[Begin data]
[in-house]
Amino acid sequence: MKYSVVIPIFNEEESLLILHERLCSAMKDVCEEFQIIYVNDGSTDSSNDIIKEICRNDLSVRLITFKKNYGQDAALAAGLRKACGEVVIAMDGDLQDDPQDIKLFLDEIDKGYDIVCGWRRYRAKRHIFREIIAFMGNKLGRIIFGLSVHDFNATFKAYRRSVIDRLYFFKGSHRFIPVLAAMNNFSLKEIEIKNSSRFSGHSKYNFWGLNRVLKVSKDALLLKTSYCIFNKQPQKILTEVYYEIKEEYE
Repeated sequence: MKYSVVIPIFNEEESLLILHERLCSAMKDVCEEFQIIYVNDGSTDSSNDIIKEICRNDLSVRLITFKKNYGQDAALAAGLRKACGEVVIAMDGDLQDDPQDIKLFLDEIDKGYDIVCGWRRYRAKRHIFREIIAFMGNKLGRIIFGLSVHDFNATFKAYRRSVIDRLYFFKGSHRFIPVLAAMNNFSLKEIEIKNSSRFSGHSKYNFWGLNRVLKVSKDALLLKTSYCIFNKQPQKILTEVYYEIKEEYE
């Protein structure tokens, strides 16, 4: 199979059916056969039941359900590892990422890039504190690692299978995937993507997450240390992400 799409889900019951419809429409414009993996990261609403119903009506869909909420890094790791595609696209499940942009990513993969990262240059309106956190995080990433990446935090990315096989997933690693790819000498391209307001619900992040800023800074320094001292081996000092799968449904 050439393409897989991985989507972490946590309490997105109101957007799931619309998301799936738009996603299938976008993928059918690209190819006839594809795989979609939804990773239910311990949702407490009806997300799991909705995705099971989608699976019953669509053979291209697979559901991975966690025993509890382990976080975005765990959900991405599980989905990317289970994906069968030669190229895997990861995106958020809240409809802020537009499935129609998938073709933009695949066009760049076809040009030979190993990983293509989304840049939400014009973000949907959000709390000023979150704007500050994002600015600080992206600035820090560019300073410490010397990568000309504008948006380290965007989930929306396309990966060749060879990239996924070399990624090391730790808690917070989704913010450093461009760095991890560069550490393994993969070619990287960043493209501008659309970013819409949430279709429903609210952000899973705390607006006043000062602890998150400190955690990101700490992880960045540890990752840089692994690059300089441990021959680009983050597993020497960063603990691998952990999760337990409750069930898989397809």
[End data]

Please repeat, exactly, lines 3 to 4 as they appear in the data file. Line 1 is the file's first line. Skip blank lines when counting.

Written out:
Repeated sequence: MKYSVVIPIFNEEESLLILHERLCSAMKDVCEEFQIIYVNDGSTDSSNDIIKEICRNDLSVRLITFKKNYGQDAALAAGLRKACGEVVIAMDGDLQDDPQDIKLFLDEIDKGYDIVCGWRRYRAKRHIFREIIAFMGNKLGRIIFGLSVHDFNATFKAYRRSVIDRLYFFKGSHRFIPVLAAMNNFSLKEIEIKNSSRFSGHSKYNFWGLNRVLKVSKDALLLKTSYCIFNKQPQKILTEVYYEIKEEYE
């Protein structure tokens, strides 16, 4: 199979059916056969039941359900590892990422890039504190690692299978995937993507997450240390992400 799409889900019951419809429409414009993996990261609403119903009506869909909420890094790791595609696209499940942009990513993969990262240059309106956190995080990433990446935090990315096989997933690693790819000498391209307001619900992040800023800074320094001292081996000092799968449904 050439393409897989991985989507972490946590309490997105109101957007799931619309998301799936738009996603299938976008993928059918690209190819006839594809795989979609939804990773239910311990949702407490009806997300799991909705995705099971989608699976019953669509053979291209697979559901991975966690025993509890382990976080975005765990959900991405599980989905990317289970994906069968030669190229895997990861995106958020809240409809802020537009499935129609998938073709933009695949066009760049076809040009030979190993990983293509989304840049939400014009973000949907959000709390000023979150704007500050994002600015600080992206600035820090560019300073410490010397990568000309504008948006380290965007989930929306396309990966060749060879990239996924070399990624090391730790808690917070989704913010450093461009760095991890560069550490393994993969070619990287960043493209501008659309970013819409949430279709429903609210952000899973705390607006006043000062602890998150400190955690990101700490992880960045540890990752840089692994690059300089441990021959680009983050597993020497960063603990691998952990999760337990409750069930898989397809």